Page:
Educational Programs Built on the Brain-Based Learning Theory

May 21 2023

Mind, Brain and Education, Motivation

This study investigated the effectiveness of an educational program built on the brain-based learning theory in improving mathematical skills and motivation among students with learning disabilities.

Math Learning Disabilities Are Targeted

The focus of this study is on math, as insufficiency to understand and learn math is considered a form of learning disability that emerges among children in elementary stages, and could continue for the rest of their lives. Studies indicate that approximately 26% of students with learning disabilities have math-based learning difficulties.

Brain-based learning is a theory focusing on the structure and functions of the brain. Such functions make the learning process more consistent with the student’s brain and enable the students to be more productive through elevating their motivation, feelings, and positive attitudes toward learning, focusing on prerequisites of learning, and using activities to stimulate the mental processes of the student.

Positive Results Found in the Intervention Group

The sample of the study consisted of 60 students with learning disabilities in the third, fourth, and fifth grades. The sample was divided randomly into two groups; an experimental group and a control group. In order to achieve the objectives of the study, the researchers developed achievement tests, a motivation scale, and a psychometric scale. The implementation of the program took two consecutive months; 75 lessons, 2 lessons per day with a duration of 45 minutes for each lesson. 

The study concluded that there were statistically significant differences in the post-test of mathematical skills in favor of the experimental group. There was no statistically significant effect for both gender, grade variables, and the interaction between the educational program and grade on the achievement of mathematics skills. There were statistically significant differences in the post-test of motivation to learn mathematics and its sub-dimensions in favor of the experimental group.

Brain-Based Learning Strategies Create Engagement in Learning

The result explains that the program included a variety of cognitive, emotional, social, and physical kinetic strategies, as well as multiple activities which created a suitable environment for the brain to function more effectively, and thus increase the abilities and capabilities of students, which reflected positively on their performance on the achievement tests.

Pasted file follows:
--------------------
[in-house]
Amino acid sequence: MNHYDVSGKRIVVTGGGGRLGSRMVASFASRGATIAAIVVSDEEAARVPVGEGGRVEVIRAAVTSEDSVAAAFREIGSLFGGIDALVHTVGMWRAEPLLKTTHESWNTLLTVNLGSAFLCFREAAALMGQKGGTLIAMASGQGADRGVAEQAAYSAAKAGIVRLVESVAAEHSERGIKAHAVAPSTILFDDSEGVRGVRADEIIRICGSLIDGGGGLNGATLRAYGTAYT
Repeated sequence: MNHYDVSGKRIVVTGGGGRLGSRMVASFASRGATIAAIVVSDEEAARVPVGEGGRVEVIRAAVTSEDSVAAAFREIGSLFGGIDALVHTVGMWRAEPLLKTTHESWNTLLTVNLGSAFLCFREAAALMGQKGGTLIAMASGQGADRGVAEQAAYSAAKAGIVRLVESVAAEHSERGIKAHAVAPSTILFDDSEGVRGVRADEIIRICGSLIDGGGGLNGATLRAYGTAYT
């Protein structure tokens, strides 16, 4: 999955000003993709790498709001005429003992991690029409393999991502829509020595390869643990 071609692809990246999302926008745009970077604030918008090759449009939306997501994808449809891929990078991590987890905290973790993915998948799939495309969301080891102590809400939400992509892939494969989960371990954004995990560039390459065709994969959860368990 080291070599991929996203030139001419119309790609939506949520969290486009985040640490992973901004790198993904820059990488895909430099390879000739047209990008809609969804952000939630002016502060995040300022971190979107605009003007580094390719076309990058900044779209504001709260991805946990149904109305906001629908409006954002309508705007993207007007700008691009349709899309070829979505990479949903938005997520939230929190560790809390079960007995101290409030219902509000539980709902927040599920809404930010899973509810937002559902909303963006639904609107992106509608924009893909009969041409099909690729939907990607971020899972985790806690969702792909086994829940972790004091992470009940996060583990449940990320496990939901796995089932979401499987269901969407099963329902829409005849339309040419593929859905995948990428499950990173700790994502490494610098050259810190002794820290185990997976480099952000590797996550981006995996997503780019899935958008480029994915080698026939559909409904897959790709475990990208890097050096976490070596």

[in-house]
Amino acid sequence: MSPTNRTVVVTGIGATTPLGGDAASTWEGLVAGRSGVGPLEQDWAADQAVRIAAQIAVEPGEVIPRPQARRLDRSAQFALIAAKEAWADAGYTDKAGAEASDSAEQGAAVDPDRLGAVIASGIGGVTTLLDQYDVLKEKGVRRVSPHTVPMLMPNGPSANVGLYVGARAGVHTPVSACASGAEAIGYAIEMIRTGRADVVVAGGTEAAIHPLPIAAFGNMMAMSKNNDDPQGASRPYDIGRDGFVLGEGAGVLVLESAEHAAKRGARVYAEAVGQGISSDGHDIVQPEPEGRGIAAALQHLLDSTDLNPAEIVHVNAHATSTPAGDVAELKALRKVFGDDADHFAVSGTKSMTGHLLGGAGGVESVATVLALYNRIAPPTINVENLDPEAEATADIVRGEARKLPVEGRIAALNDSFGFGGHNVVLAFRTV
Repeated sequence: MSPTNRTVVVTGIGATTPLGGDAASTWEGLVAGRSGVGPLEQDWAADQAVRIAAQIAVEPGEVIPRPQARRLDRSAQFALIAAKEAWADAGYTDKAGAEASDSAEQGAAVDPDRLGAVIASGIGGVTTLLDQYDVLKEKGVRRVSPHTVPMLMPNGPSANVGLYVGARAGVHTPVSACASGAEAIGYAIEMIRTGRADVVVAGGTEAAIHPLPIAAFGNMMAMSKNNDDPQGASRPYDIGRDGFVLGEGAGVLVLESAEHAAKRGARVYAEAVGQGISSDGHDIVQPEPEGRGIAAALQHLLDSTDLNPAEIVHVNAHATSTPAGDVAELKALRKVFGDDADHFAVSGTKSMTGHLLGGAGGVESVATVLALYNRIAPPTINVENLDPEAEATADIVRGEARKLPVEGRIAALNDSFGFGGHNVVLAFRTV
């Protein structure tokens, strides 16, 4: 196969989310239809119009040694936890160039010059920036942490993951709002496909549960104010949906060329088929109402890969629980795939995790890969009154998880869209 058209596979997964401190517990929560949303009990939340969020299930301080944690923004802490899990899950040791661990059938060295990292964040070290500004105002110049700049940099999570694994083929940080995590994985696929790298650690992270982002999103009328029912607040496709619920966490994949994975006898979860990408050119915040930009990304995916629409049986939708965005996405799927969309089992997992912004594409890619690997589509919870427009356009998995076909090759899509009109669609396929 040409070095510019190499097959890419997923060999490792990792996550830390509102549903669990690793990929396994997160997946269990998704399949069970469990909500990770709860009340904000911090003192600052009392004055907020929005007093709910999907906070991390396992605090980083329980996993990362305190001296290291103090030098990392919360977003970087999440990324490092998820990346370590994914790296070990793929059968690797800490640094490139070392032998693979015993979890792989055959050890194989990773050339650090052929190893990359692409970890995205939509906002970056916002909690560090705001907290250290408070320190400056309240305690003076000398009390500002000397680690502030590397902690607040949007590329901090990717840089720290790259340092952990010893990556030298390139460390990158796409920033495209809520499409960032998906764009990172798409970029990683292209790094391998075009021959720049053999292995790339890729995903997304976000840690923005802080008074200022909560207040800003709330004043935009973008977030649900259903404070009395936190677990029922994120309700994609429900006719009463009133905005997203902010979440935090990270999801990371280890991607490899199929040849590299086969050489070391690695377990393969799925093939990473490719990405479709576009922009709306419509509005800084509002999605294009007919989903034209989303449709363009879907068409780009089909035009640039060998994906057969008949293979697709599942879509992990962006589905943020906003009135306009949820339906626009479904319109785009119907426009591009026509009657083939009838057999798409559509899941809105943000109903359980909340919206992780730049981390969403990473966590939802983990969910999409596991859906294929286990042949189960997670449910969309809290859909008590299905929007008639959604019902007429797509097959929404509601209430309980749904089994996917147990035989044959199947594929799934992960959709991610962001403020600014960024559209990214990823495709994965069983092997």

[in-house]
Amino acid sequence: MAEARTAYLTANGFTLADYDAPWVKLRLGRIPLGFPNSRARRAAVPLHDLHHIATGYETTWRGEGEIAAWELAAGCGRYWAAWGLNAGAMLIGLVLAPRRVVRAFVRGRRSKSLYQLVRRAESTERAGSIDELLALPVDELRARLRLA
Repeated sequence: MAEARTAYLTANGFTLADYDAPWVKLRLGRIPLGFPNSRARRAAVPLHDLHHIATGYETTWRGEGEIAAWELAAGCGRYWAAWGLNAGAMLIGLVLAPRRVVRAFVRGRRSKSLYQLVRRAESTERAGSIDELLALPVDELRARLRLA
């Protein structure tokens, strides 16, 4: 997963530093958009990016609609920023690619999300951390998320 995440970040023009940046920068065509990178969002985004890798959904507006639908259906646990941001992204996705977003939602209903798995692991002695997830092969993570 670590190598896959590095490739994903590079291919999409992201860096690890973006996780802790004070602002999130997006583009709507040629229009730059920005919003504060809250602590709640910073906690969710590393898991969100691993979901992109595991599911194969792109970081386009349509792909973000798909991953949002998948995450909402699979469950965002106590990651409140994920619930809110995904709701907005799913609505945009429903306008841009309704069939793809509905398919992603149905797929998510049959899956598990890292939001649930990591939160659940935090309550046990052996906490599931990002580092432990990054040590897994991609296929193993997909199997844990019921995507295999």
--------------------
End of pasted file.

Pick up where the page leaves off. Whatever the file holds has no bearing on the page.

The application of brain-based learning strategies has provided cognitive activities that require mental effort from students in a stimulating environment. These activities play a role in breaking boredom and building links between teacher and student, making the learning environment comfortable and encouraging student achievement.

Notable Quotes: 

“Using this theory in teaching mathematics enabled students to overcome the previous methods of memorizing, recitation, and using high cognitive skills.”

“This theory depends on teamwork and encourages students to interact and exchange ideas and solutions among themselves, making them realize that there was more than one solution to the mathematical problem and encouraged them to think flexibly.”

“Modern trends in teaching Mathematics focus on using activities and strategies that are learner—oriented, where the learner becomes an active in dealing with mathematical experiences.”

Personal Takeaway: 

I am very excited to hear about methods that can help students learn math in an easier and more engaging manner. In my observation, math is one of the hardest subjects for students with learning disabilities, and this leads to a decline in motivation. Reading this study gave me renewed hope for the future!—Shekufeh

Al Onizat, Sabah & Qatawneh, Yayhya. (2019). The Effectiveness of an Educational Program Built on the Brain-Based Learning Theory in Improving Mathematical Skills and Motivation for Learning among Student with Learning Disabilities in Jordan. Modern Applied Science. 13(11), 1-1.

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